May 13, 2022 - Politics & Policy

Louisiana abortion bill allowing homicide charges against patients stopped for now

Picture of people protesting in favor of abortion access wearing red robes
Handsmaid themed protesters march down Bourbon Street in the French Quarter of New Orleans, Louisiana, on May 25, 2019. Photo: EMILY KASK/AFP via Getty Images

A Republican lawmaker in Louisiana on Thursday pulled a bill that would have allowed prosecutors to charge a person with homicide if they get an abortion — effectively ending the chance it would become law this legislative session.

Why it matters: The bill was different from most recent anti-abortion laws, which have focused on punishing abortion providers and people who help others obtain an abortion rather than the patient themselves.

  • The state House voted to completely amend the bill prompting its sponsor, state Rep. Danny McCormick (R), to withdraw the bill from consideration.
  • Louisiana Gov. John Bel Edwards (D), who does not support abortion rights, had said that he would not support the measure if it reached his desk, calling it "patently unconstitutional ... To suggest that a woman could be jailed for an abortion is simply absurd."
  • Even anti-abortion rights groups felt the bill went too far. Louisiana Right to Life, also opposed the legislation, said that the bill was "self-defeating with no teeth [and] no enforceability."

Details: When it was introduced, Louisiana’s H.B. 813, known as the Abolition of Abortion in Louisiana Act, said that the state would enforce the law “without regard” of Roe v. Wade “and its judicial progeny,” including Planned Parenthood v. Casey. That case reaffirmed the right to an abortion in the U.S. in 1992.

  • The bill explicitly stated that a fertilized egg should be recognized as a person whose right to life should be protected, thus banning abortions at all stages of the pregnancy without exceptions.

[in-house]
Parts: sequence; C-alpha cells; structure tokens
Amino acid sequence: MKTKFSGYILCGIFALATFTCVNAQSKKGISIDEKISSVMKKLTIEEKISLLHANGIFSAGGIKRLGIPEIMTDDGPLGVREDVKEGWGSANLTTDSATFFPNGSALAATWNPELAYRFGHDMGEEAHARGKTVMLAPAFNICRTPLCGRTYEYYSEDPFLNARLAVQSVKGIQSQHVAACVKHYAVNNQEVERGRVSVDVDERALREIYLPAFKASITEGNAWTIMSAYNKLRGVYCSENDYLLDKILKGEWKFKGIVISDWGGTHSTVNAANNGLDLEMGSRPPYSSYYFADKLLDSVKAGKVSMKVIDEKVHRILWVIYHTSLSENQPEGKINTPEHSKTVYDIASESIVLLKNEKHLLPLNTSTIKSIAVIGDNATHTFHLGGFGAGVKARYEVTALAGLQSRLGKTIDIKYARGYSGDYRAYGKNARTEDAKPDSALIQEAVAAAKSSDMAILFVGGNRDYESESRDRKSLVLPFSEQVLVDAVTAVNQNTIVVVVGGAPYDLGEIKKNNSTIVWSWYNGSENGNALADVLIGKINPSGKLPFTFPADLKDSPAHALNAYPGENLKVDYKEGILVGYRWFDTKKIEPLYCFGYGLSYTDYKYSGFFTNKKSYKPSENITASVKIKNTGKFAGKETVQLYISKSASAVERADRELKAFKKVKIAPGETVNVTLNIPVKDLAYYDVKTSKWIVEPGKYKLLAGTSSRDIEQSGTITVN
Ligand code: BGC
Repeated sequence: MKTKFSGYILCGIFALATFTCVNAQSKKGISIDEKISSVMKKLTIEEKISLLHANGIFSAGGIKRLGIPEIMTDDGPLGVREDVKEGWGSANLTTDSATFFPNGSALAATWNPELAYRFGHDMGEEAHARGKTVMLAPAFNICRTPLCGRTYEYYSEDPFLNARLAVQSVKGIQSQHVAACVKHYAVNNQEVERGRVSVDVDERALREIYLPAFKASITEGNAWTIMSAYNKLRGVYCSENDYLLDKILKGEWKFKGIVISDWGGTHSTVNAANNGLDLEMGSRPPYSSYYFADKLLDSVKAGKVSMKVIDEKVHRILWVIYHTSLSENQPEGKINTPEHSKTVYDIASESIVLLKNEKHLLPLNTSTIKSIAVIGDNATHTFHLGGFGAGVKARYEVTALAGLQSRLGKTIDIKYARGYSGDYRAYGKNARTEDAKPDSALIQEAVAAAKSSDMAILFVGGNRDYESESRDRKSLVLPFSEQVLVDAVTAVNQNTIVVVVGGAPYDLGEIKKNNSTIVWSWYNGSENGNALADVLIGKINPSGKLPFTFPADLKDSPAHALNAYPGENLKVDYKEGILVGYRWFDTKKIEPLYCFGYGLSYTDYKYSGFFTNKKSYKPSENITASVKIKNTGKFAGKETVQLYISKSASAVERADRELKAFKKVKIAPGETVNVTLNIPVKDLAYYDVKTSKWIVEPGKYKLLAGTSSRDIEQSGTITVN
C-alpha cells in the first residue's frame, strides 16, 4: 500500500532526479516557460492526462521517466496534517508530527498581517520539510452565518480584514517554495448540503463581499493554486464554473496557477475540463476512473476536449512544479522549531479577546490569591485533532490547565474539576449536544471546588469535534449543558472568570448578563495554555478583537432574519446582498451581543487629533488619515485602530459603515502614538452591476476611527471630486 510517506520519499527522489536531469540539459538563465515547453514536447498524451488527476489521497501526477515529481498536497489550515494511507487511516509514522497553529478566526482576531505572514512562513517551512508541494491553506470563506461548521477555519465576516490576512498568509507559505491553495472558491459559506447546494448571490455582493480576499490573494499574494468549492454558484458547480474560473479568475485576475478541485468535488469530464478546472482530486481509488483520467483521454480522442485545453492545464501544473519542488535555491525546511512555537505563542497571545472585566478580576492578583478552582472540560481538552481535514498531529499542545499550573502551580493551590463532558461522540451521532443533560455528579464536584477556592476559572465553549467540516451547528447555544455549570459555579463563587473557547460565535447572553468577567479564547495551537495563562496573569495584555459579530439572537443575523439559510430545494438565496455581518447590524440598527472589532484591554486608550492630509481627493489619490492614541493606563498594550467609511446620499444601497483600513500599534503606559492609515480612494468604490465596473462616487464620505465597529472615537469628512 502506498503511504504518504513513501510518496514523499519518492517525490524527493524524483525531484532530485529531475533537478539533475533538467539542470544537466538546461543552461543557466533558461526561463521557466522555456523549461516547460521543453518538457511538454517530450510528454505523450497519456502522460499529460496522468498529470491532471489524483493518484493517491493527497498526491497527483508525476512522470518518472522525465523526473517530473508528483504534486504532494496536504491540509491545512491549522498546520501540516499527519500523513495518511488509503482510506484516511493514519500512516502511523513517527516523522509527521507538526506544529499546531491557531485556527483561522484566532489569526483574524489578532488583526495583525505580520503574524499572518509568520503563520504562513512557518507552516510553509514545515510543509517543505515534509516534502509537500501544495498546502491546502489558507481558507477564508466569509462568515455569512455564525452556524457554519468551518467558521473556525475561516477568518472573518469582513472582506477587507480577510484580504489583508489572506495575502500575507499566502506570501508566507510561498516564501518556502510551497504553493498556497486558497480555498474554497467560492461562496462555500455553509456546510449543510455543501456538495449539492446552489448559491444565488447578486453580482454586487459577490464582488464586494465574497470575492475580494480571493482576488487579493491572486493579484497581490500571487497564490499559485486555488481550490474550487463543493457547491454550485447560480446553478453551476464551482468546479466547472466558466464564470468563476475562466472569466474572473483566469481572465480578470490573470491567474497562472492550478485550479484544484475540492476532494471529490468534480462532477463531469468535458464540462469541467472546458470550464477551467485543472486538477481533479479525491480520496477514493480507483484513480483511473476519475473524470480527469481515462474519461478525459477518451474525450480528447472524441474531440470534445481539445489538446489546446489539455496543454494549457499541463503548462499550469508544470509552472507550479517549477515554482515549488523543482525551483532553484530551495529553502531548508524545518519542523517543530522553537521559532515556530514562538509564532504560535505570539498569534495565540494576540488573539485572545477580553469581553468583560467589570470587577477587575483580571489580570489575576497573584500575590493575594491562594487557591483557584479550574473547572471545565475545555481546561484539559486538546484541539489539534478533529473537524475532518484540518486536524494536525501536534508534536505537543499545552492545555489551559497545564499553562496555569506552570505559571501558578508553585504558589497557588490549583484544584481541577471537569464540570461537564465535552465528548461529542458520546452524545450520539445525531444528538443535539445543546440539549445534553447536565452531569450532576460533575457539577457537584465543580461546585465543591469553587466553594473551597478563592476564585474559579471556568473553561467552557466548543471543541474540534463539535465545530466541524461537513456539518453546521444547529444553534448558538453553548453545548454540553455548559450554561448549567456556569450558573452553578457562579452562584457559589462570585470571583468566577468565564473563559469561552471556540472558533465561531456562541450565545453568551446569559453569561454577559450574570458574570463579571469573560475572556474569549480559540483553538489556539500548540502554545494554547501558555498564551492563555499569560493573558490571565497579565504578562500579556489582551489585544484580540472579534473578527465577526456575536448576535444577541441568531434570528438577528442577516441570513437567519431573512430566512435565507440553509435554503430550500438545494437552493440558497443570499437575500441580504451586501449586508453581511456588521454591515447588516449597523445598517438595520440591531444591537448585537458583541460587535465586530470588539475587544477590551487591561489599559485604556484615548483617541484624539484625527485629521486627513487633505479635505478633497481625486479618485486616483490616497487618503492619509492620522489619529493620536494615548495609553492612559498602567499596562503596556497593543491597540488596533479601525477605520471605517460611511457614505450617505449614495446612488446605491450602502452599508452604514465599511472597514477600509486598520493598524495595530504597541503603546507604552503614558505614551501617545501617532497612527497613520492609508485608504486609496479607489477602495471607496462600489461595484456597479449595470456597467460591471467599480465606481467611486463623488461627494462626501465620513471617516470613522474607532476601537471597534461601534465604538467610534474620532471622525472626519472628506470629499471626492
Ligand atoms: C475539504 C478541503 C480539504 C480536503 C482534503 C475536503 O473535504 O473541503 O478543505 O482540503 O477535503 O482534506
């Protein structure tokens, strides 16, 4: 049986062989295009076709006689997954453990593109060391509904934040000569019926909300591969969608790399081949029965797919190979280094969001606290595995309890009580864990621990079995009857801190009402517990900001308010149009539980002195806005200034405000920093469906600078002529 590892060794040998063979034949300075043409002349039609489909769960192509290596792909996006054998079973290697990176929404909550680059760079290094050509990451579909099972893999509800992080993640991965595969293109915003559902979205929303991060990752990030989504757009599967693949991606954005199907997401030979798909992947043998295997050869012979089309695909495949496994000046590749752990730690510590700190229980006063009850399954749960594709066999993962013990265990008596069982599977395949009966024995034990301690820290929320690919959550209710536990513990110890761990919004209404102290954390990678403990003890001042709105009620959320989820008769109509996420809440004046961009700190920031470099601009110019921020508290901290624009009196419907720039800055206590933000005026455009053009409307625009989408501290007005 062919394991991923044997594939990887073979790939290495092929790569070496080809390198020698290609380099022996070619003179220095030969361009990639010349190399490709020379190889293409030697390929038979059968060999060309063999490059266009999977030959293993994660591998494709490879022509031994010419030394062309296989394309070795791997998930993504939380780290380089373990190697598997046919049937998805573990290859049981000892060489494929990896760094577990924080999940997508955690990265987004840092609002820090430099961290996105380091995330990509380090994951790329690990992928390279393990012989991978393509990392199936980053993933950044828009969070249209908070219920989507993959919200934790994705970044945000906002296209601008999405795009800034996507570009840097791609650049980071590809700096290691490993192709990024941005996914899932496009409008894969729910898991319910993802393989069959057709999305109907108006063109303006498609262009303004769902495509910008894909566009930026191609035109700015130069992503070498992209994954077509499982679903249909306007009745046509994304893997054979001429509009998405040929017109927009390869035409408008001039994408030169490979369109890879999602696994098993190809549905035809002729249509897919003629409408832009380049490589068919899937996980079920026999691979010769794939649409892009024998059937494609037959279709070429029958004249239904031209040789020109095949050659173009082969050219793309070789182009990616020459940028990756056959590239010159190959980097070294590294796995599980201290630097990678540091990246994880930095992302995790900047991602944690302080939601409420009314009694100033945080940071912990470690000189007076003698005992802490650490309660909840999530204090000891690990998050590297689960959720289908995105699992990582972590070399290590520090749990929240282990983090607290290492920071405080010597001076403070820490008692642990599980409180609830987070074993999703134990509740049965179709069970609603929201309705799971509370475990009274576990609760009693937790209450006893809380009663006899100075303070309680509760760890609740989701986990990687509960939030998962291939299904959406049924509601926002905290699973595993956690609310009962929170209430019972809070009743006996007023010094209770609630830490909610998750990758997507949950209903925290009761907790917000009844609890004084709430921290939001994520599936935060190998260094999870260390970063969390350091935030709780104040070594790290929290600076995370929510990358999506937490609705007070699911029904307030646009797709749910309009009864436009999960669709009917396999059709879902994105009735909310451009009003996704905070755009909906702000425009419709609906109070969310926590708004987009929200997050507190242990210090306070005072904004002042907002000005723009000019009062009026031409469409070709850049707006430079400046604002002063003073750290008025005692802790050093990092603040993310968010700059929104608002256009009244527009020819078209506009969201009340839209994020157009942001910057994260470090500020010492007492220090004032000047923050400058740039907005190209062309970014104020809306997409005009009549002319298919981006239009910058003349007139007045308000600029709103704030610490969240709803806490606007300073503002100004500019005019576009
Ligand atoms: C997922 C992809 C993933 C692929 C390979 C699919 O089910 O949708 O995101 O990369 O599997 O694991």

• Laws that consider the fetus or a fertilized egg to be a person or declare them to be "unborn human beings," could potentially criminalize IVF and some forms of contraceptives, Axios' Caitlin Owens reports.
  • The bill said that Louisiana could "disregard" any federal court order looking to "enjoin or void" any section of the law. Additionally, if a judge in the state attempted to declare the law as unconstitutional or block it, they would be "subject to impeachment or removal."

What happened: "This is a thorny political question, but we all know that it is actually very simple. Abortion is murder," said state Rep. Danny McCormick (R) when he opened debate. Pregnant people who decide to get an abortion should be considered murderers, he added.

  • State Rep. Alan Seabaugh (R), who also said he was opposed to abortion rights, was against McCormick's measure. He said that the bill would be enjoined as soon as it is signed into law because lawmakers don't have the authority to ignore "the law of the land" and cannot tell judges to not rule on a law.
  • Seabaugh proposed an amendment that effectively changed the entire bill. It removed language punishing a pregnant person and made it so that the measure would take effect only if Roe is overturned. The amendment also got rid of language that likely would have made certain contraceptives and IVF illegal.
  • The Louisiana state House voted in support of amending H.B. 813. In response, McCormick pulled the measure from the legislative calendar.

Our thought bubble: Republicans and anti-abortion groups are continuing to pass controversial laws restricting abortion even with Roe v. Wade still in place. But they appear to have drawn a line at prosecuting the person getting an abortion for now.

  • If the Supreme Court dashes Roe and gives states the authority to regulate abortion, some conservative states would have laws in place that could be interpreted to punish the pregnant person. More states could potentially follow suit.

Don't forget: Louisiana is one of the 13 states that have "trigger" laws banning abortion. Those would kick in if the Supreme Court completely overturns its precedents protecting access in the U.S. — which it might be ready to do.

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